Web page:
Today’s El Niño/La Niña Information
Daily updates on the tropical Pacific as well as links to news articles and more.

El Niño—Southern Oscillation
This Wikipedia entry provides background information on El Niño and La Niña.

The Return of El Niño
This site describes El Niño’s effects on the oceans, climate, and ocean life. It includes a data activity in which students track some of the common climate changes caused by El Niño, paying close attention to wintertime changes such as temperature, precipitation, and incidence of hurricanes.

Eye on the Ocean
This site describes how the Jet Propulsion Laboratory’s TOPEX/Poseidon satellite was used to monitor sea level changes in the Eastern Pacific Ocean and the amount of heat stored in the water. Sea level and temperature data were used to successfully predict the 1997-98 El Niño event earlier than ever before.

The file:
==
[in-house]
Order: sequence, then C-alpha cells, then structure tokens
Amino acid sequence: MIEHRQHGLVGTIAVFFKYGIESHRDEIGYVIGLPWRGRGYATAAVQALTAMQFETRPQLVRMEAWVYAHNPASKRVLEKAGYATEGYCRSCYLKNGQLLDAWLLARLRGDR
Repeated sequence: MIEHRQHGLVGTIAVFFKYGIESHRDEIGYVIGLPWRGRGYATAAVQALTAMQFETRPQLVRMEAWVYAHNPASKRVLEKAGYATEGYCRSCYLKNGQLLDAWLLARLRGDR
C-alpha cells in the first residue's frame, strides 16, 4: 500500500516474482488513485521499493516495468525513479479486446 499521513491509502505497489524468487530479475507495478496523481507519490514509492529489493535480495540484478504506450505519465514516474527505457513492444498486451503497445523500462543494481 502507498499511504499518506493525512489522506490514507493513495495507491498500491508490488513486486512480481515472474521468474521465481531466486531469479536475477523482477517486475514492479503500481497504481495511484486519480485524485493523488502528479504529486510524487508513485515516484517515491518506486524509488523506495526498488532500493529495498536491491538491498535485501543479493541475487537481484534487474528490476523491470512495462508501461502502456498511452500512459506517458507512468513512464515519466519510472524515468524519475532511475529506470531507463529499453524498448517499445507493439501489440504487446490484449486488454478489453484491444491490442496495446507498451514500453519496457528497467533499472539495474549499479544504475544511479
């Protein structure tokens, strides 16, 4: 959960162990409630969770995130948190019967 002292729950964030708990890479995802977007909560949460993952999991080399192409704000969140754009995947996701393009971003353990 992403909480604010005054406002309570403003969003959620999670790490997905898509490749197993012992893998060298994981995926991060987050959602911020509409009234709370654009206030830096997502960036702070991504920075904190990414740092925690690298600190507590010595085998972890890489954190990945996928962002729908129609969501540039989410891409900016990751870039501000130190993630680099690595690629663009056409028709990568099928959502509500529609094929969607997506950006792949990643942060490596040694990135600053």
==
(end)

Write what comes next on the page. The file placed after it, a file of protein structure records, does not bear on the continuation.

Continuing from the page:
Howling for Snow
Visitors to this site can view satellite imagery and read articles about on a recent La Niña event, which produced less-than-normal snowfalls in western North America. A discussion of the uncertainties of long-range climate prediction and links to related sites are included.

We Need Your Help

We want and need your ideas, suggestions, and observations. What would you like to know more about? What questions have your students asked? We invite you to share with us and other readers by posting your comments. Please check back often for our newest posts or download the RSS feed for this blog. Let us know what you think and tell us how we can serve you better. We appreciate your feedback on all of our Middle School Portal 2 publications. You can also email us at msp@msteacher.org. This post was updated 3/27/2012.